He goes on to say: “It is useless to argue: this life is one of suffering. Nothing can be done except through our efforts. Disasters hit all of us without meaning or explanation. Wars are constant around the globe. Family members abuse and exploit one another. Hard work is often rewarded with betrayal. The government is a haven for those who would oppress others. Despite the great wealth of information, ignorance is ever present. Money is used for selfish gains and not to help others. Spiritual leaders are often shown to be hypocrites. Homelessness is rampant. Most people do not have enough to eat. Those who have enough eat more than their share. We spend our lives looking for love, only to find bitterness. We pin our hopes to distant dreams that never materialize. We listen to teachers who tell us to work hard, only to find that the world has changed by the time we leave school. We hurt ourselves with self-doubt, low self-esteem, and slavery to desires.”

“Prophets disappoint us, priests befuddle us, teachers deceive us, bosses exploit us, parents reject us, spouses desert us, children are taken from us, and at the end, it is just us, staring at the grave.”

“This life is one of suffering. Those who don’t know how to suffer are the worst off. Those who follow Tao know that there are times when things will be very difficult. That is the time to be diligent. There are times when the only correct thing we can do is to bear our troubles until a better day.”

On Sorrow, Deng Ming-Dao writes: “Sadness is part of being human.”

“People describe sorrow as a pain in the heart,” he goes on to say. “They don’t point to the head or anywhere else—they point to the heart. Everyone feels sadness. The ancients believed that different parts of the body held different emotions. But just as we need all our organs in order to be whole and functioning, so too must we accept all emotions as part of the cohesive and balanced whole of our inner lives. Every emotion has a function, and all of them together contribute to our actions.”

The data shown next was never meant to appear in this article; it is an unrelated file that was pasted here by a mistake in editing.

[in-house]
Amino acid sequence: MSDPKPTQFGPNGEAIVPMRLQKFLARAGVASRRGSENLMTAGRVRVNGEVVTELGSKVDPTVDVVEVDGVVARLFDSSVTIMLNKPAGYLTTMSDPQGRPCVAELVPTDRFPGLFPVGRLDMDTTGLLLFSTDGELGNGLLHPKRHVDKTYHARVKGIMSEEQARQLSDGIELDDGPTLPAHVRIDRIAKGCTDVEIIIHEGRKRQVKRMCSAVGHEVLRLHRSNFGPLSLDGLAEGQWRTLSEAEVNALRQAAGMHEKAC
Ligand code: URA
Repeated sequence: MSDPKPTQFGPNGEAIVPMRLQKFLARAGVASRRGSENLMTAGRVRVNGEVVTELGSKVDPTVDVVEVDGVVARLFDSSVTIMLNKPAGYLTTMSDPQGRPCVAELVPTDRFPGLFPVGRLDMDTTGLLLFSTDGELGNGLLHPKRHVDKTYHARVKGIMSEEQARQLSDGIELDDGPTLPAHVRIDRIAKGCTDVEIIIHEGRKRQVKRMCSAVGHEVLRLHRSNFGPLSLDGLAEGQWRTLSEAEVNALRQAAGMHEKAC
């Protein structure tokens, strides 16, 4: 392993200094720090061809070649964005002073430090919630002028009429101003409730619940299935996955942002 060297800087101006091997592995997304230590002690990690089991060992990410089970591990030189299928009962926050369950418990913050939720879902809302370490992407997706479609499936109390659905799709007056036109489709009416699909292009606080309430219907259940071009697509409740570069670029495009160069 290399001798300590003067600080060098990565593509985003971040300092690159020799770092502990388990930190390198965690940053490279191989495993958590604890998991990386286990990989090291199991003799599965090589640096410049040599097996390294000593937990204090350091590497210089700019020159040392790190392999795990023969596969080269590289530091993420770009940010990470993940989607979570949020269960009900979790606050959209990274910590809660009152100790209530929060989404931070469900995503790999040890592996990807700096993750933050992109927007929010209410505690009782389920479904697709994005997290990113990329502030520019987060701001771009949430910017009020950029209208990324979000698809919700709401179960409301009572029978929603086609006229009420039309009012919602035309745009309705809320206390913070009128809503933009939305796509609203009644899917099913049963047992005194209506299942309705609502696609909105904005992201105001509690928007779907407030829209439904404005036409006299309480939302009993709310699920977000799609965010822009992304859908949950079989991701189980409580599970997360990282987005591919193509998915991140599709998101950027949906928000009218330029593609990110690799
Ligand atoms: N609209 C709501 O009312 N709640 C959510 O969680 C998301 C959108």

“Our emotions are learned; they are inherent. An infant, in the first hours after birth, already has emotions. Throughout childhood, it is apparent that children’s feelings remain integral parts of their personalities. We cannot destroy our emotions any more than we can live without organs. So the best thing to do is to accept them and the role they play in our lives.”

“When sadness comes, we have to accept it. It is here. It is part of our life. We cannot negate it. We cannot avoid it. We need not think that there is something wrong with us if we feel sad. We should accept it as something indelible and necessary.”

“No one likes sadness. But it plays a part in our lives, just as any one of our organs plays a part. But while sadness is indelible, it is not predominant either. Other emotions exist too, and they will inevitably follow sadness. Therefore, those who follow Tao seek to find any advantage sadness may offer.”

Thank you Taoist wisdom!

May you all be well,
Chuck

Chuck’s Place: Bearing The Tension

Like the hot flame emotions flare up... - Photo by Jan Ketchel
Like the hot flame emotions flare up…
– Photo by Jan Ketchel

Intense emotional encounters with rage, desire, joy or love are encounters with powers greater than our ego selves. Whether we seek out or seek to avoid these encounters, they require tremendous ego-forging to successfully receive or withstand the energetic intensity of their impact.

The ancient Greeks were well aware of the otherworldly origin of these higher power emotions, assigning many to the gods and goddesses on Mt. Olympus. Many Greek myths capture the intensity of human seizure by such higher power emotions in romances between the gods and mortals.

This ancient respect for the non-ordinary human origin of intense emotion, with its volatile, ecstatic, and overwhelming impact upon our human selves, is largely lost to the modern world. Now the lone ego self, or rational self, is given the daunting task of owning and managing emotions of great intensity.

Following ancient tradition, Jung’s psychology assigns the numinous energy of intense emotion to the ego’s encounters with the spirit self in the realm of the archetypes of the collective unconscious. This dimension of the psyche exists outside of the parameters of everyday space and time, in the timelessness of eternity. The ego, in contrast, was born in the world of ordinary space and time. Encounters between these two worlds are highly charged energetic exchanges.